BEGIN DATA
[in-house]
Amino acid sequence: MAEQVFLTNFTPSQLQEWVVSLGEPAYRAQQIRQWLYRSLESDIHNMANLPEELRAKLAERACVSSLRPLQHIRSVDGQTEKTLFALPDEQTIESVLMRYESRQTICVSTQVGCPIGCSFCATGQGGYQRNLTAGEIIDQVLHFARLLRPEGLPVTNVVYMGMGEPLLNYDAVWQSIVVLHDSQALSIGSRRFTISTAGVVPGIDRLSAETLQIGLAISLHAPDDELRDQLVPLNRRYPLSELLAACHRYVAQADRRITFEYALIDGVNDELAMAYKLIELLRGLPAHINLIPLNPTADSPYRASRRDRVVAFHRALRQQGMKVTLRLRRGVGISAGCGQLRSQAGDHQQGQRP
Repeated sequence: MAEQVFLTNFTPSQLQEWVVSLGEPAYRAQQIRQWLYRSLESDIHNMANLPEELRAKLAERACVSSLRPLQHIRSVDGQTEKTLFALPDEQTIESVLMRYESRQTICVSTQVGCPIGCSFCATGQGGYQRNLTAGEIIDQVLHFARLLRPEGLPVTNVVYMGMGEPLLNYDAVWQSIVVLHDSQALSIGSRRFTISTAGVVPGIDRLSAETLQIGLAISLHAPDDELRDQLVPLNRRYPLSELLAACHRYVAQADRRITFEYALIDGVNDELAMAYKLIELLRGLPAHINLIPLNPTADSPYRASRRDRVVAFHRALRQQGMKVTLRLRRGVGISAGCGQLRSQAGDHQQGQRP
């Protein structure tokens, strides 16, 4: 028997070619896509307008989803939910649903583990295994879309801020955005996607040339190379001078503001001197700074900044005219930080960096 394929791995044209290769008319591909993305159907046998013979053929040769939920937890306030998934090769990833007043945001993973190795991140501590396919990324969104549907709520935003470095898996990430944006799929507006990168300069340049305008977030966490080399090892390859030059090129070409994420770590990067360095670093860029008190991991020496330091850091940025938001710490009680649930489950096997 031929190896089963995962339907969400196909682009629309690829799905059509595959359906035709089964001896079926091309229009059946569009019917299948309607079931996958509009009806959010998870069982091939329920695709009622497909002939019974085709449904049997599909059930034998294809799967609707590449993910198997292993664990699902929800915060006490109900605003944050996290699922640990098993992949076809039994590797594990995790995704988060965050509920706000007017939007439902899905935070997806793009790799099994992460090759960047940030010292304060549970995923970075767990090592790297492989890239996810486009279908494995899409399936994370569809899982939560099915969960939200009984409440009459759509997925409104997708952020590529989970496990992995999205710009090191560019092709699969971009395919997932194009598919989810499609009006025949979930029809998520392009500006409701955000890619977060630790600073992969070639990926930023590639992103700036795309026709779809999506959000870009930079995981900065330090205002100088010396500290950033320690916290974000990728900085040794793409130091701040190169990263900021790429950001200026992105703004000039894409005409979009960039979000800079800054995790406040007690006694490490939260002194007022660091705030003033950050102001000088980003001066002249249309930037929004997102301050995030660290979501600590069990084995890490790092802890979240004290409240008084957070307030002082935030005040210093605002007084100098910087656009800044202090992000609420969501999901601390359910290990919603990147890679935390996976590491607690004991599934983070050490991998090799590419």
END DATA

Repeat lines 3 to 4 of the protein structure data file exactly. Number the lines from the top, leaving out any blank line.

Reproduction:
Repeated sequence: MAEQVFLTNFTPSQLQEWVVSLGEPAYRAQQIRQWLYRSLESDIHNMANLPEELRAKLAERACVSSLRPLQHIRSVDGQTEKTLFALPDEQTIESVLMRYESRQTICVSTQVGCPIGCSFCATGQGGYQRNLTAGEIIDQVLHFARLLRPEGLPVTNVVYMGMGEPLLNYDAVWQSIVVLHDSQALSIGSRRFTISTAGVVPGIDRLSAETLQIGLAISLHAPDDELRDQLVPLNRRYPLSELLAACHRYVAQADRRITFEYALIDGVNDELAMAYKLIELLRGLPAHINLIPLNPTADSPYRASRRDRVVAFHRALRQQGMKVTLRLRRGVGISAGCGQLRSQAGDHQQGQRP
């Protein structure tokens, strides 16, 4: 028997070619896509307008989803939910649903583990295994879309801020955005996607040339190379001078503001001197700074900044005219930080960096 394929791995044209290769008319591909993305159907046998013979053929040769939920937890306030998934090769990833007043945001993973190795991140501590396919990324969104549907709520935003470095898996990430944006799929507006990168300069340049305008977030966490080399090892390859030059090129070409994420770590990067360095670093860029008190991991020496330091850091940025938001710490009680649930489950096997 031929190896089963995962339907969400196909682009629309690829799905059509595959359906035709089964001896079926091309229009059946569009019917299948309607079931996958509009009806959010998870069982091939329920695709009622497909002939019974085709449904049997599909059930034998294809799967609707590449993910198997292993664990699902929800915060006490109900605003944050996290699922640990098993992949076809039994590797594990995790995704988060965050509920706000007017939007439902899905935070997806793009790799099994992460090759960047940030010292304060549970995923970075767990090592790297492989890239996810486009279908494995899409399936994370569809899982939560099915969960939200009984409440009459759509997925409104997708952020590529989970496990992995999205710009090191560019092709699969971009395919997932194009598919989810499609009006025949979930029809998520392009500006409701955000890619977060630790600073992969070639990926930023590639992103700036795309026709779809999506959000870009930079995981900065330090205002100088010396500290950033320690916290974000990728900085040794793409130091701040190169990263900021790429950001200026992105703004000039894409005409979009960039979000800079800054995790406040007690006694490490939260002194007022660091705030003033950050102001000088980003001066002249249309930037929004997102301050995030660290979501600590069990084995890490790092802890979240004290409240008084957070307030002082935030005040210093605002007084100098910087656009800044202090992000609420969501999901601390359910290990919603990147890679935390996976590491607690004991599934983070050490991998090799590419």